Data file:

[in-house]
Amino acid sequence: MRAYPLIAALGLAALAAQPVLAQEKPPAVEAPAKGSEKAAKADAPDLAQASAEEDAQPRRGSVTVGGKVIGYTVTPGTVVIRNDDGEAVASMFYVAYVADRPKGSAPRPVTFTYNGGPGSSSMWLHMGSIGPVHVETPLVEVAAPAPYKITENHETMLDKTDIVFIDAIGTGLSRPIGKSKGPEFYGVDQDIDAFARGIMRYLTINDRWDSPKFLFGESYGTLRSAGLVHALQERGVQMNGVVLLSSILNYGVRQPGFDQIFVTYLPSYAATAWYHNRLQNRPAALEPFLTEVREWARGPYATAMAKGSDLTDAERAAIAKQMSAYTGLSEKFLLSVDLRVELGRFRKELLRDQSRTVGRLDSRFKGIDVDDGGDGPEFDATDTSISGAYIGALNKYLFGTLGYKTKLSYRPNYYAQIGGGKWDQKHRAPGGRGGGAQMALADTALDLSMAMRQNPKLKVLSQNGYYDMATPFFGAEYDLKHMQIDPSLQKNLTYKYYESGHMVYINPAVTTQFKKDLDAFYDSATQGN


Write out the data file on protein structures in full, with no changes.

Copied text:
[in-house]
Amino acid sequence: MRAYPLIAALGLAALAAQPVLAQEKPPAVEAPAKGSEKAAKADAPDLAQASAEEDAQPRRGSVTVGGKVIGYTVTPGTVVIRNDDGEAVASMFYVAYVADRPKGSAPRPVTFTYNGGPGSSSMWLHMGSIGPVHVETPLVEVAAPAPYKITENHETMLDKTDIVFIDAIGTGLSRPIGKSKGPEFYGVDQDIDAFARGIMRYLTINDRWDSPKFLFGESYGTLRSAGLVHALQERGVQMNGVVLLSSILNYGVRQPGFDQIFVTYLPSYAATAWYHNRLQNRPAALEPFLTEVREWARGPYATAMAKGSDLTDAERAAIAKQMSAYTGLSEKFLLSVDLRVELGRFRKELLRDQSRTVGRLDSRFKGIDVDDGGDGPEFDATDTSISGAYIGALNKYLFGTLGYKTKLSYRPNYYAQIGGGKWDQKHRAPGGRGGGAQMALADTALDLSMAMRQNPKLKVLSQNGYYDMATPFFGAEYDLKHMQIDPSLQKNLTYKYYESGHMVYINPAVTTQFKKDLDAFYDSATQGN